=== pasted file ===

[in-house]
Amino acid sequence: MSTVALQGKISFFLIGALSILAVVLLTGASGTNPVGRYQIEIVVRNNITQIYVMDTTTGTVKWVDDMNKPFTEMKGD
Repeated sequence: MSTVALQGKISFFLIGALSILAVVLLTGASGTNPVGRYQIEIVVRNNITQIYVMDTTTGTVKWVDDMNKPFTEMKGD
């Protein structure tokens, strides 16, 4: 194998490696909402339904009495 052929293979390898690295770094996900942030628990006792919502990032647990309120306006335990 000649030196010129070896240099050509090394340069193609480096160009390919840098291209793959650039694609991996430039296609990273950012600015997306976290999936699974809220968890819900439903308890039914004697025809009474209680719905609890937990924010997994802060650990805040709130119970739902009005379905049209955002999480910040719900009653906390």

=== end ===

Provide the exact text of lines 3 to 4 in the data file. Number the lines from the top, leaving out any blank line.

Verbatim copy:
Repeated sequence: MSTVALQGKISFFLIGALSILAVVLLTGASGTNPVGRYQIEIVVRNNITQIYVMDTTTGTVKWVDDMNKPFTEMKGD
């Protein structure tokens, strides 16, 4: 194998490696909402339904009495 052929293979390898690295770094996900942030628990006792919502990032647990309120306006335990 000649030196010129070896240099050509090394340069193609480096160009390919840098291209793959650039694609991996430039296609990273950012600015997306976290999936699974809220968890819900439903308890039914004697025809009474209680719905609890937990924010997994802060650990805040709130119970739902009005379905049209955002999480910040719900009653906390």